I was so distraught that I even directed a play about it in 2008. Called What Work Is, and inspired by a book of poems by the same name by Phillip Levine, the play was an attempt to understand the relationship between work and identity, especially when so many us spend the majority of the hours of our lives doing jobs that, I'm sure, if asked, we would say does not define us. How does that (pardon the pun) work?

What Work Is was not my most successful endeavor, if you measure success as well-constructed, engaging, well, good play. It was my first attempt at "ensemble creation" and it had it's ups and downs. But it was the most personally cathartic creative experience I've ever had. I learned truths about the nature of work that I could have never expected.

Some of the most moving revelations for me (and, incidentally, some of the strongest material in the play) came from the poem The Right Cross. From it, I learned that there's work, yes, but then there's work, and there's also work. There's the kind of work that you do because you have to - the kind I do a lot - and there's the kind of work that is so exciting, it feels like play. That's the kind I suppose I aspire to.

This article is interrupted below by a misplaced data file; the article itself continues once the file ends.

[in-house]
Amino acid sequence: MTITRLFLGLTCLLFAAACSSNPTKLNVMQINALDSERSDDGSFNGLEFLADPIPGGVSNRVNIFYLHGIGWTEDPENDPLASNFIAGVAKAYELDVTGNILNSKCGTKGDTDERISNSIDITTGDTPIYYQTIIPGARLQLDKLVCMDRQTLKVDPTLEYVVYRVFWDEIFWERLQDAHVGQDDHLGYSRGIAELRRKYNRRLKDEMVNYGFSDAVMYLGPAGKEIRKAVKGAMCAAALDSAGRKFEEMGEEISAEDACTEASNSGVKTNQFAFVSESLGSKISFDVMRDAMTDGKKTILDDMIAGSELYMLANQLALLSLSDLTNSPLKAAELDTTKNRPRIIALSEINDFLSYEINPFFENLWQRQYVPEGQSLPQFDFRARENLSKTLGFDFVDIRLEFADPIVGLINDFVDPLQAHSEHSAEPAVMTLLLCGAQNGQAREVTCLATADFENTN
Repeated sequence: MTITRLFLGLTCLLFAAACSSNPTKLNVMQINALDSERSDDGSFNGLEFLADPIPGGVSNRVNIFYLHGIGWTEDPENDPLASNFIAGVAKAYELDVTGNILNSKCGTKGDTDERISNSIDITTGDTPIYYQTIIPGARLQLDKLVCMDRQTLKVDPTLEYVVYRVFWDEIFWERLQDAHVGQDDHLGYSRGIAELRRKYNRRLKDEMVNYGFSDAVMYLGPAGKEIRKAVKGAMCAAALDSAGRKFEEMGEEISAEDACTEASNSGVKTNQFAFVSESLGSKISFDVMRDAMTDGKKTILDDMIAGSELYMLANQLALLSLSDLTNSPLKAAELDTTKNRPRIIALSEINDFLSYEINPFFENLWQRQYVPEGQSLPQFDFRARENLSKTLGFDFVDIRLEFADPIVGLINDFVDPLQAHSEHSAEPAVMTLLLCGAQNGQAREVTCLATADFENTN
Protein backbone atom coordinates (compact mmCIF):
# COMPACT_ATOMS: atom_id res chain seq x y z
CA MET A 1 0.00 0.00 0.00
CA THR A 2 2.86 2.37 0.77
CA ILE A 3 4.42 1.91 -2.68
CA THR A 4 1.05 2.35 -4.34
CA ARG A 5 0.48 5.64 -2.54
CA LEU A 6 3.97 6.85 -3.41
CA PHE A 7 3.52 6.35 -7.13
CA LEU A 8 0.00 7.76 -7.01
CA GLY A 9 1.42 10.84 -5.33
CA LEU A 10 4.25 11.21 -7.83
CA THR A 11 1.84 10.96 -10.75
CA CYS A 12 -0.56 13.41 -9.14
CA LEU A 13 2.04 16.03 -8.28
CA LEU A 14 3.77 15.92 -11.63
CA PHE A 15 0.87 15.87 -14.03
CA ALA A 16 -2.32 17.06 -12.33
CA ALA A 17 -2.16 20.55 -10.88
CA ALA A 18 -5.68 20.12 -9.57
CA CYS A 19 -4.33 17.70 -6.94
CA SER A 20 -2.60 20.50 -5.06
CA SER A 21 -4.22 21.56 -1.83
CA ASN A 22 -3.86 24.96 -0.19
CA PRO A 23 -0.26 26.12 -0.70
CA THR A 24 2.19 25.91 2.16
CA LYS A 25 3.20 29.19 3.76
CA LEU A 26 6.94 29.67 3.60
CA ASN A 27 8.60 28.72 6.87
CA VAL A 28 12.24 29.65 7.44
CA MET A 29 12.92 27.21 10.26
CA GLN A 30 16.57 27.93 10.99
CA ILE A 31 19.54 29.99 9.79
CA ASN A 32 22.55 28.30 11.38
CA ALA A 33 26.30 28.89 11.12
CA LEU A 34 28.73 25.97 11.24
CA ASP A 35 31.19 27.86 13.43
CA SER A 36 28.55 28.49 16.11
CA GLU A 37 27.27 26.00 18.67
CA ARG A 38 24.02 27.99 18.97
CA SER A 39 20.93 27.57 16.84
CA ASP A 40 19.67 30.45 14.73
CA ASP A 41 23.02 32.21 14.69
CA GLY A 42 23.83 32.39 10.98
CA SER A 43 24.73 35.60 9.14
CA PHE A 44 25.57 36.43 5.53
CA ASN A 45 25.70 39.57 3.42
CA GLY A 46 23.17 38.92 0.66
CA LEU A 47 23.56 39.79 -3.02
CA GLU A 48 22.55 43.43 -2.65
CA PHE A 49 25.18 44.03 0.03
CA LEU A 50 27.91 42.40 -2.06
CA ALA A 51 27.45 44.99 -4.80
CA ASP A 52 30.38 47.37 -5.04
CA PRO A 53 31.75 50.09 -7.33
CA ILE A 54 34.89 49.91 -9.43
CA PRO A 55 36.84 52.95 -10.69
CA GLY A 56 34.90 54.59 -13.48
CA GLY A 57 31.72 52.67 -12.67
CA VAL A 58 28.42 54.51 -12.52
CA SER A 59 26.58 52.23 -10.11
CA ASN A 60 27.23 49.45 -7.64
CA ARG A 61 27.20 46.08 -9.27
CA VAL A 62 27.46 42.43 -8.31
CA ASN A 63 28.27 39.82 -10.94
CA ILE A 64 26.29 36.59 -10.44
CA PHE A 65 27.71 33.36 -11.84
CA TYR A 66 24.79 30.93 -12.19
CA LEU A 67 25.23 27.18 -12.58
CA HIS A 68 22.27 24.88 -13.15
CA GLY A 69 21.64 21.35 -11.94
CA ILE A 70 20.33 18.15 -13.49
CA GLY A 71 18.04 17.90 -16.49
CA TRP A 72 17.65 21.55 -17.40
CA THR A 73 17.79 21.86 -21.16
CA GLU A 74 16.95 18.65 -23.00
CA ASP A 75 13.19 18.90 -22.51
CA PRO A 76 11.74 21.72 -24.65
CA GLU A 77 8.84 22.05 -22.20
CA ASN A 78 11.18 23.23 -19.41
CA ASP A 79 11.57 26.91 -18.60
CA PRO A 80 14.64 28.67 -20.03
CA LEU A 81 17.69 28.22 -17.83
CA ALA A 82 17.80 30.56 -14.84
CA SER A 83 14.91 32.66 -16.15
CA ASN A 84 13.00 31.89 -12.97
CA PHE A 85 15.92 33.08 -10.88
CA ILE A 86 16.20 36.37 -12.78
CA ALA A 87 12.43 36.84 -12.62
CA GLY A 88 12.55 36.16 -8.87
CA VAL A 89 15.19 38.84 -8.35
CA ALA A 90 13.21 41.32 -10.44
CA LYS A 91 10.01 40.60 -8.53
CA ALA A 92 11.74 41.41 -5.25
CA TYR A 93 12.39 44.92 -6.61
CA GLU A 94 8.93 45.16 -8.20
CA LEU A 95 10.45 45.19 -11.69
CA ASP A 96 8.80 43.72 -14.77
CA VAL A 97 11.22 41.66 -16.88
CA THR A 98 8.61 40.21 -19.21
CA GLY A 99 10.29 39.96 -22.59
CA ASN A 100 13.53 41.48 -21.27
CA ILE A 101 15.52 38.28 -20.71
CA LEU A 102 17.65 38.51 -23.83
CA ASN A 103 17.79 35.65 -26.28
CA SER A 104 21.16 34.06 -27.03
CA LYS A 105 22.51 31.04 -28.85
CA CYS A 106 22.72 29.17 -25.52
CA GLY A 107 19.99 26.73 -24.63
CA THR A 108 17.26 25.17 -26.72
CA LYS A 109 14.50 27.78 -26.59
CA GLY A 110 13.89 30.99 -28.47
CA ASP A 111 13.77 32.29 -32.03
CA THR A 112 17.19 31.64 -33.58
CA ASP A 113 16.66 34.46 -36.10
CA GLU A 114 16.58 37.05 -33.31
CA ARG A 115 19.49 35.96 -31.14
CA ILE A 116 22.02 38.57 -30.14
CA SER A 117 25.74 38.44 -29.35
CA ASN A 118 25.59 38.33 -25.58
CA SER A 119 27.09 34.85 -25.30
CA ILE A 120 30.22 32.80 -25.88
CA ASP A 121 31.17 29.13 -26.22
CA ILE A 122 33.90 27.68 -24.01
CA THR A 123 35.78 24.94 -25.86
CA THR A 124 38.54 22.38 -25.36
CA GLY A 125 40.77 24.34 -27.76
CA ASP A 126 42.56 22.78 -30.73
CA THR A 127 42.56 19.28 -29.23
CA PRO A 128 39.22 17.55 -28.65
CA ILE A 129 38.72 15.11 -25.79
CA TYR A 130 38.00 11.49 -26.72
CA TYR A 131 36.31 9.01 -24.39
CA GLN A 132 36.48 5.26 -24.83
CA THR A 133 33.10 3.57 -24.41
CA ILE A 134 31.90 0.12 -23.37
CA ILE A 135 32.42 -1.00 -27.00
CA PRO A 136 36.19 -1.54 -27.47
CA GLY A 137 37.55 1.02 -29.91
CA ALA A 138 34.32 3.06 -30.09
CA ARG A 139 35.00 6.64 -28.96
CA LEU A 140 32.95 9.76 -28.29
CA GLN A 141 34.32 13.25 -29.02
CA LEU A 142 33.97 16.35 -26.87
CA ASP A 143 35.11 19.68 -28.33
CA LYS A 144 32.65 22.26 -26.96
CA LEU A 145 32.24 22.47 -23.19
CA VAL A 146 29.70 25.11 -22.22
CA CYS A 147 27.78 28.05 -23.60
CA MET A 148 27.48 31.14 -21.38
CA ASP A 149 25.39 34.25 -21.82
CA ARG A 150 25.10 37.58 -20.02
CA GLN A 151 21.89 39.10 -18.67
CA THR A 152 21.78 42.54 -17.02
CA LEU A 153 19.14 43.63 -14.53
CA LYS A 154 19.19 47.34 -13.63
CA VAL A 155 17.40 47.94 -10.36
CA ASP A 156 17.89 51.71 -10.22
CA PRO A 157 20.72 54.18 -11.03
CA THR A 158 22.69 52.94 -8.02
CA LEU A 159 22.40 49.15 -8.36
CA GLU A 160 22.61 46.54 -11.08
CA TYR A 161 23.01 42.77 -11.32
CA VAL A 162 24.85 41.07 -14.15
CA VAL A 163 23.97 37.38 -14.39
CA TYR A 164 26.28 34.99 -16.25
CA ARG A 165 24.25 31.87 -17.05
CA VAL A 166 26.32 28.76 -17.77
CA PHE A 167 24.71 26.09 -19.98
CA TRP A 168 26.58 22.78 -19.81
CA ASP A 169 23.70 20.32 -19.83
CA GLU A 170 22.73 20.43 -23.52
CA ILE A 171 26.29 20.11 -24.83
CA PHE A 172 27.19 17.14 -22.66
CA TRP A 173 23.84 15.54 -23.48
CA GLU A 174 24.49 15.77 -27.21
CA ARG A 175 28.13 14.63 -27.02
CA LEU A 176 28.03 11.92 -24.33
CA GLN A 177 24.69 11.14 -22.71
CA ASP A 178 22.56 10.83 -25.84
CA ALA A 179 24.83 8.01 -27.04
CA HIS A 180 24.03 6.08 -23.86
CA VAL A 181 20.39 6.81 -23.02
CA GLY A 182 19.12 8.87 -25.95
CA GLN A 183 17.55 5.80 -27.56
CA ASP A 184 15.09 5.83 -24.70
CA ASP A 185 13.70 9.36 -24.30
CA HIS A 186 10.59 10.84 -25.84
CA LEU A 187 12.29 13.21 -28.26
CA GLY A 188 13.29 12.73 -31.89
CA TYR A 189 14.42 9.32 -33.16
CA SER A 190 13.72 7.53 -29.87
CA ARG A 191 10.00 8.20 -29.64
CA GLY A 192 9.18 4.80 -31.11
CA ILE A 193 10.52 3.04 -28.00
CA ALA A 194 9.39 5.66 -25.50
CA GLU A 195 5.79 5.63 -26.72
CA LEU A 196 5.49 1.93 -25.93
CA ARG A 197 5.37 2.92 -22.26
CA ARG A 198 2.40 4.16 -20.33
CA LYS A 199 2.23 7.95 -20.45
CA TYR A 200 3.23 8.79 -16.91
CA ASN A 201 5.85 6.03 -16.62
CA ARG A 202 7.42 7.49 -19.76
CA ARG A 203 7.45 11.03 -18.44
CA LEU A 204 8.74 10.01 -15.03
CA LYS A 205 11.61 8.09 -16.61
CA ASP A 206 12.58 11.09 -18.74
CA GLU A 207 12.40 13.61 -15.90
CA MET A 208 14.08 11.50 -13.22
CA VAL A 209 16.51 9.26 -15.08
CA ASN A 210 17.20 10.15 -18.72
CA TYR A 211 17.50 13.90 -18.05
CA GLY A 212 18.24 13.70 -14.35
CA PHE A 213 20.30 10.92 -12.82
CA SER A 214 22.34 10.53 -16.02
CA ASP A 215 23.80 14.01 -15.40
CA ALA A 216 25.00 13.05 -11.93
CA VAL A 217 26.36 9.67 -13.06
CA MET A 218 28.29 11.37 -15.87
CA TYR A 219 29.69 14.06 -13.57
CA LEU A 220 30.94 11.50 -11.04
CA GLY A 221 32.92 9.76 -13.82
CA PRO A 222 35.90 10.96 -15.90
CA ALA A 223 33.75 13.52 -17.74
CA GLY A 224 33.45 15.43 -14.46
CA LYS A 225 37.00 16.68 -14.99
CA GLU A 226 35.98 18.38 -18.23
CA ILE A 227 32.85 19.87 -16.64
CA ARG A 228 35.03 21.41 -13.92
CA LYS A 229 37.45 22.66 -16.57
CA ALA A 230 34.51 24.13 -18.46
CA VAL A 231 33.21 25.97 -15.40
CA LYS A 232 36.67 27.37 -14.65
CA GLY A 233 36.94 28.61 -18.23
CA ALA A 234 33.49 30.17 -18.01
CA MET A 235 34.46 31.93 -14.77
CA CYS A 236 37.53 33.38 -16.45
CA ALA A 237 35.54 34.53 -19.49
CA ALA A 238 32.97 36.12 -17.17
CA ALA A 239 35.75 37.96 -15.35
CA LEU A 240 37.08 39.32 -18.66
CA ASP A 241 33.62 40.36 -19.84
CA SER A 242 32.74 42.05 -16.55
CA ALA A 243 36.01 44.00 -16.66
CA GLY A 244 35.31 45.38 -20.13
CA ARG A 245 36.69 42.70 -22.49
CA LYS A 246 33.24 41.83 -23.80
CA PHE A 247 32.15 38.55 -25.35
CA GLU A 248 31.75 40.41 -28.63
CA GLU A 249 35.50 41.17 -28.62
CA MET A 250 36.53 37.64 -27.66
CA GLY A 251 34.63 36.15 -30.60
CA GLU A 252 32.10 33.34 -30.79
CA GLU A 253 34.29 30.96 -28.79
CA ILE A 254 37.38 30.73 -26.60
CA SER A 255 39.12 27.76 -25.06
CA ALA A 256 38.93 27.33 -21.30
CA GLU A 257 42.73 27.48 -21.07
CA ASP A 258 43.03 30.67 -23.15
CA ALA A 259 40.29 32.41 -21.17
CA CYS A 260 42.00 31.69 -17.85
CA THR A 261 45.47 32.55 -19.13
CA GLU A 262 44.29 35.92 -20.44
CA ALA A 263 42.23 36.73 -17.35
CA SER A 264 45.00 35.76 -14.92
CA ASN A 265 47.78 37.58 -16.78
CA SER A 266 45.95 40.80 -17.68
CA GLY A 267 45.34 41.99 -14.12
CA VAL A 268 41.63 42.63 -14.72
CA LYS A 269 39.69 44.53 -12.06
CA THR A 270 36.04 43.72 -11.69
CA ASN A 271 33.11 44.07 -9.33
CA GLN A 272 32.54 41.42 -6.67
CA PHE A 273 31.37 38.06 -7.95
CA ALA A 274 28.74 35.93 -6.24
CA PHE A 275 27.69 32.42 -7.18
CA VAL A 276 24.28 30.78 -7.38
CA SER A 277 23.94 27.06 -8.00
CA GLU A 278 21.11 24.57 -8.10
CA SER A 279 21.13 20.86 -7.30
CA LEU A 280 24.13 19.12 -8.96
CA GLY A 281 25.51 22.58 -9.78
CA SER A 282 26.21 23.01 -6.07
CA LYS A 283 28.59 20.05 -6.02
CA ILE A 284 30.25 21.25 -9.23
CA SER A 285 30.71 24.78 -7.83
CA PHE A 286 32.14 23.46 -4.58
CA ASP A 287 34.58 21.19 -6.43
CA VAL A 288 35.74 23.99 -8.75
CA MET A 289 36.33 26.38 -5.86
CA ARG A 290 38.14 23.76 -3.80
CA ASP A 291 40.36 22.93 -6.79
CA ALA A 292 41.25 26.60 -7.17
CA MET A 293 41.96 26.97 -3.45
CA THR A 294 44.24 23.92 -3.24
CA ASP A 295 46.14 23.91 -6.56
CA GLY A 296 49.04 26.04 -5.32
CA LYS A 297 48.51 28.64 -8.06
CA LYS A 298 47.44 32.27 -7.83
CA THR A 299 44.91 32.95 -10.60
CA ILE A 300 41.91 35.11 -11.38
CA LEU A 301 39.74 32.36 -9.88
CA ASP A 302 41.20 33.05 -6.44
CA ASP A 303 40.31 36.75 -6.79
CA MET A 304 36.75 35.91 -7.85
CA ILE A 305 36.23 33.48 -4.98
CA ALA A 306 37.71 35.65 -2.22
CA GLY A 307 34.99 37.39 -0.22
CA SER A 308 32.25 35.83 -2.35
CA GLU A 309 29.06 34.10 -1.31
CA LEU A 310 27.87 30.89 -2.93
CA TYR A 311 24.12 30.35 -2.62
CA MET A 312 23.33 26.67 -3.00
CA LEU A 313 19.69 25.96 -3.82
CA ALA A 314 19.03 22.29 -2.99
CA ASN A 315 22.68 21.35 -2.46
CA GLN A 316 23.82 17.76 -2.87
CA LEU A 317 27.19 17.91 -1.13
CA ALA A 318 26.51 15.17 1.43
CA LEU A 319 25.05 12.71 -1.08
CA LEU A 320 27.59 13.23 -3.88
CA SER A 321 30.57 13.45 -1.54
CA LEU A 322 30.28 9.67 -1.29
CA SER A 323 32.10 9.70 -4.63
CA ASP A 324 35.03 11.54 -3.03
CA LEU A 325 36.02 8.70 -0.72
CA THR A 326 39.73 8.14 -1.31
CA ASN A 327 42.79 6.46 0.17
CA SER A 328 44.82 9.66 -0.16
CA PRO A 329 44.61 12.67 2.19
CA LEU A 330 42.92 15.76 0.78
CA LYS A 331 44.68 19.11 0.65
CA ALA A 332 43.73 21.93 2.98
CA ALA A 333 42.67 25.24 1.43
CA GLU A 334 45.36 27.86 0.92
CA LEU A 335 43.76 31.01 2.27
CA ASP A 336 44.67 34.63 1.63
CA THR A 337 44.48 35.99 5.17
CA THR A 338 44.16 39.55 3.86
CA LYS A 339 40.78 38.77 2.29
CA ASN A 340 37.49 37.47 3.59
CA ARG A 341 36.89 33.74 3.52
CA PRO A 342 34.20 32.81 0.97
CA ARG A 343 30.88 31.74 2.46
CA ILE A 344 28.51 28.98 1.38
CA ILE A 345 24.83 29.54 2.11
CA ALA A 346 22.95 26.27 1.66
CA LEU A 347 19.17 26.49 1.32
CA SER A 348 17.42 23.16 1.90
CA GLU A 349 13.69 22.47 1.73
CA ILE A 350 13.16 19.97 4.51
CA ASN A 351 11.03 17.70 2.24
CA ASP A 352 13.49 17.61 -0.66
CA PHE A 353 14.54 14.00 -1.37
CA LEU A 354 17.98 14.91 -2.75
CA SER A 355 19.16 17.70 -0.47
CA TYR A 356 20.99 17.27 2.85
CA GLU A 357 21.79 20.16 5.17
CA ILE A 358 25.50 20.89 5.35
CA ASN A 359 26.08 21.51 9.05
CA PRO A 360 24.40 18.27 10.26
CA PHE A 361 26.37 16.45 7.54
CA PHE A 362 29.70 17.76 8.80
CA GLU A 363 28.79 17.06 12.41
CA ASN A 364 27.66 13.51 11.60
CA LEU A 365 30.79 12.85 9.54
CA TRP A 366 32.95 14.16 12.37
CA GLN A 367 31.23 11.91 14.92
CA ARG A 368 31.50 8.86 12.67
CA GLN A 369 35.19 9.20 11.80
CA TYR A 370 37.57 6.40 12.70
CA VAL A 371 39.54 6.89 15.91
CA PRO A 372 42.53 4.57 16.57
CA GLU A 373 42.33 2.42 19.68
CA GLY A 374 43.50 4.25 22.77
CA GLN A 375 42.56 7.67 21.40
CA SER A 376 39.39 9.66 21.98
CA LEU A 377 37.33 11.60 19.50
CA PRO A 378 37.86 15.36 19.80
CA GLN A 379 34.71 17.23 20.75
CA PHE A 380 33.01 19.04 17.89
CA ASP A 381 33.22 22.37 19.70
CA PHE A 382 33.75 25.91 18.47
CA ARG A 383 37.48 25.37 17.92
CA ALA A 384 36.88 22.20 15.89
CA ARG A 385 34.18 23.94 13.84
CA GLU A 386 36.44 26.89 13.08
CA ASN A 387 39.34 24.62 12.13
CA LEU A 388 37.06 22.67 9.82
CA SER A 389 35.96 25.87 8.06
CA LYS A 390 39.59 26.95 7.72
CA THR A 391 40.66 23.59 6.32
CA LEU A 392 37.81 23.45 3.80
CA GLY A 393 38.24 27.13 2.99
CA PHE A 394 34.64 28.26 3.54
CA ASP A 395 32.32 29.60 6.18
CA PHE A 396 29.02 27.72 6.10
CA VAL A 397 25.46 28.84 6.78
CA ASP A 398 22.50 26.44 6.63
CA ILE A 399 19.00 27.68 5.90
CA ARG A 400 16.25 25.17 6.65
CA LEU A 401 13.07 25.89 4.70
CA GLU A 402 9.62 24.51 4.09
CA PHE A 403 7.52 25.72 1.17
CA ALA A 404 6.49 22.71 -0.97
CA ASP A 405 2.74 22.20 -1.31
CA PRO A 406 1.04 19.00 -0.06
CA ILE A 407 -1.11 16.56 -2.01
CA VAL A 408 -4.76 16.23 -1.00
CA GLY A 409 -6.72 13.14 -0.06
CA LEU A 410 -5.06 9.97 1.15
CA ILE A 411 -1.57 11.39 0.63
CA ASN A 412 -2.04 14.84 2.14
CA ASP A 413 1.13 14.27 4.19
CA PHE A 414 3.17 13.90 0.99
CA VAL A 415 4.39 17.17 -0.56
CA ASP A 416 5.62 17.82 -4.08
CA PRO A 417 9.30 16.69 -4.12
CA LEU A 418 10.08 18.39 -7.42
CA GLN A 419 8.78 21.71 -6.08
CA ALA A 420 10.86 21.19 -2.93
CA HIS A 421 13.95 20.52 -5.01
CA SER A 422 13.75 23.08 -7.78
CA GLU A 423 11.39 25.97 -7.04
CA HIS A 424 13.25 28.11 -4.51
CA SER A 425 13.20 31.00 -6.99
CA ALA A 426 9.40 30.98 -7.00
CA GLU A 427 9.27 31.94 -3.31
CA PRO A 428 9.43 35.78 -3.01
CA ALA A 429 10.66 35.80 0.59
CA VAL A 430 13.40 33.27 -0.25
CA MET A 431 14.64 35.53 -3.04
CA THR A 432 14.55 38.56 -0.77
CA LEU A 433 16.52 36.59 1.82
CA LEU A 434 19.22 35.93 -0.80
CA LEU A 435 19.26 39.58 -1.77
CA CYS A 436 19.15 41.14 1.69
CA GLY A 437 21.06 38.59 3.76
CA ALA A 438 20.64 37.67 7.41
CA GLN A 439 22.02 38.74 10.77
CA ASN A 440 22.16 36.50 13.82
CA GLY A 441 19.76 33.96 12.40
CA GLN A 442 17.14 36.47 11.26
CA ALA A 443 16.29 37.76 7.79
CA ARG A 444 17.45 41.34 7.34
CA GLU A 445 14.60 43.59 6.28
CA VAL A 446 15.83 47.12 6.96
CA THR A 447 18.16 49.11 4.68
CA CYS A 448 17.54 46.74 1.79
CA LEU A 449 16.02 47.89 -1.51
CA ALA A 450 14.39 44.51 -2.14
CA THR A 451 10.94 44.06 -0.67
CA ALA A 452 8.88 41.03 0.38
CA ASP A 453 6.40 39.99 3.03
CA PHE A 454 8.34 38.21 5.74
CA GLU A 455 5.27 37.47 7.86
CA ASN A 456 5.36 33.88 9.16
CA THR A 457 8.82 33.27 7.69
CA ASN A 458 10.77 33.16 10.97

But then there's also a kind of work that you truly devote yourself to - both the pleasure and the pain. Work that extends beyond the polarizing concepts of work and play. This is the work that fills your entire being, a union between body, mind, and soul. It is work that overcomes you with a sense of purpose and perfection when you surrender yourself fully to it.